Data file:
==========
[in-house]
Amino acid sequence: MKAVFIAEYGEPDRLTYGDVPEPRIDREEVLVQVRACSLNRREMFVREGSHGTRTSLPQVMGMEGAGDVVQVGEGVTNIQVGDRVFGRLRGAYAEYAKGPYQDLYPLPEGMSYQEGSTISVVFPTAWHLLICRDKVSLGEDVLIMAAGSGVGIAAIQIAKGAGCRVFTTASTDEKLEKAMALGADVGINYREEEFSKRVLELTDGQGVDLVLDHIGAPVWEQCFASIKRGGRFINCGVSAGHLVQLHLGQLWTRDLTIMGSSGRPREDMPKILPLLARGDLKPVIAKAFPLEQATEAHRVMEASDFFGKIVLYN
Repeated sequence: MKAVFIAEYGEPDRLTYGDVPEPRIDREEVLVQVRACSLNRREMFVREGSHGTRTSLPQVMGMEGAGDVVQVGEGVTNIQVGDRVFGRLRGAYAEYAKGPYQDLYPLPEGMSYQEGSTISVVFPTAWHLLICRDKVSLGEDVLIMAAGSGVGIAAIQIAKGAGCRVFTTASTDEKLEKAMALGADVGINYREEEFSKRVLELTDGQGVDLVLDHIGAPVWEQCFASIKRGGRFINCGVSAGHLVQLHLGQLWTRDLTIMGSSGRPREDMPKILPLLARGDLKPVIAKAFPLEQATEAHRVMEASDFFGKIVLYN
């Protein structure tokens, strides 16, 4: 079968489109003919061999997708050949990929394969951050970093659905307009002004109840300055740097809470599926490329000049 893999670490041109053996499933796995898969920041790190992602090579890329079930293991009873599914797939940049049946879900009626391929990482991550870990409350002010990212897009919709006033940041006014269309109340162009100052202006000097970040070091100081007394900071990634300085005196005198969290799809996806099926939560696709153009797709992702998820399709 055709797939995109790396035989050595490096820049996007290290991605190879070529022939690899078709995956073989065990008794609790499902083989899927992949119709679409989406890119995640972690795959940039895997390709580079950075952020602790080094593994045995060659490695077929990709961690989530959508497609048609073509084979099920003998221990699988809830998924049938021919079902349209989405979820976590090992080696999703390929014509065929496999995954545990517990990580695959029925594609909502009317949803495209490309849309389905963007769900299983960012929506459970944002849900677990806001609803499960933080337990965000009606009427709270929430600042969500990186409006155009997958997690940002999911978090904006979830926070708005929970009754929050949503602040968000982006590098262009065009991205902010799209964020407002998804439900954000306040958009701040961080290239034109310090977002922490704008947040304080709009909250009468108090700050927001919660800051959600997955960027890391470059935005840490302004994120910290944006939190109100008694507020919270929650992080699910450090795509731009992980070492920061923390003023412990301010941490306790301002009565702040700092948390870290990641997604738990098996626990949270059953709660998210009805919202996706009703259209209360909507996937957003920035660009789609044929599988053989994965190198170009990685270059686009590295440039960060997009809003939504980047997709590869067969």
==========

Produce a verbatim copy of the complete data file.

[in-house]
Amino acid sequence: MKAVFIAEYGEPDRLTYGDVPEPRIDREEVLVQVRACSLNRREMFVREGSHGTRTSLPQVMGMEGAGDVVQVGEGVTNIQVGDRVFGRLRGAYAEYAKGPYQDLYPLPEGMSYQEGSTISVVFPTAWHLLICRDKVSLGEDVLIMAAGSGVGIAAIQIAKGAGCRVFTTASTDEKLEKAMALGADVGINYREEEFSKRVLELTDGQGVDLVLDHIGAPVWEQCFASIKRGGRFINCGVSAGHLVQLHLGQLWTRDLTIMGSSGRPREDMPKILPLLARGDLKPVIAKAFPLEQATEAHRVMEASDFFGKIVLYN
Repeated sequence: MKAVFIAEYGEPDRLTYGDVPEPRIDREEVLVQVRACSLNRREMFVREGSHGTRTSLPQVMGMEGAGDVVQVGEGVTNIQVGDRVFGRLRGAYAEYAKGPYQDLYPLPEGMSYQEGSTISVVFPTAWHLLICRDKVSLGEDVLIMAAGSGVGIAAIQIAKGAGCRVFTTASTDEKLEKAMALGADVGINYREEEFSKRVLELTDGQGVDLVLDHIGAPVWEQCFASIKRGGRFINCGVSAGHLVQLHLGQLWTRDLTIMGSSGRPREDMPKILPLLARGDLKPVIAKAFPLEQATEAHRVMEASDFFGKIVLYN
């Protein structure tokens, strides 16, 4: 079968489109003919061999997708050949990929394969951050970093659905307009002004109840300055740097809470599926490329000049 893999670490041109053996499933796995898969920041790190992602090579890329079930293991009873599914797939940049049946879900009626391929990482991550870990409350002010990212897009919709006033940041006014269309109340162009100052202006000097970040070091100081007394900071990634300085005196005198969290799809996806099926939560696709153009797709992702998820399709 055709797939995109790396035989050595490096820049996007290290991605190879070529022939690899078709995956073989065990008794609790499902083989899927992949119709679409989406890119995640972690795959940039895997390709580079950075952020602790080094593994045995060659490695077929990709961690989530959508497609048609073509084979099920003998221990699988809830998924049938021919079902349209989405979820976590090992080696999703390929014509065929496999995954545990517990990580695959029925594609909502009317949803495209490309849309389905963007769900299983960012929506459970944002849900677990806001609803499960933080337990965000009606009427709270929430600042969500990186409006155009997958997690940002999911978090904006979830926070708005929970009754929050949503602040968000982006590098262009065009991205902010799209964020407002998804439900954000306040958009701040961080290239034109310090977002922490704008947040304080709009909250009468108090700050927001919660800051959600997955960027890391470059935005840490302004994120910290944006939190109100008694507020919270929650992080699910450090795509731009992980070492920061923390003023412990301010941490306790301002009565702040700092948390870290990641997604738990098996626990949270059953709660998210009805919202996706009703259209209360909507996937957003920035660009789609044929599988053989994965190198170009990685270059686009590295440039960060997009809003939504980047997709590869067969």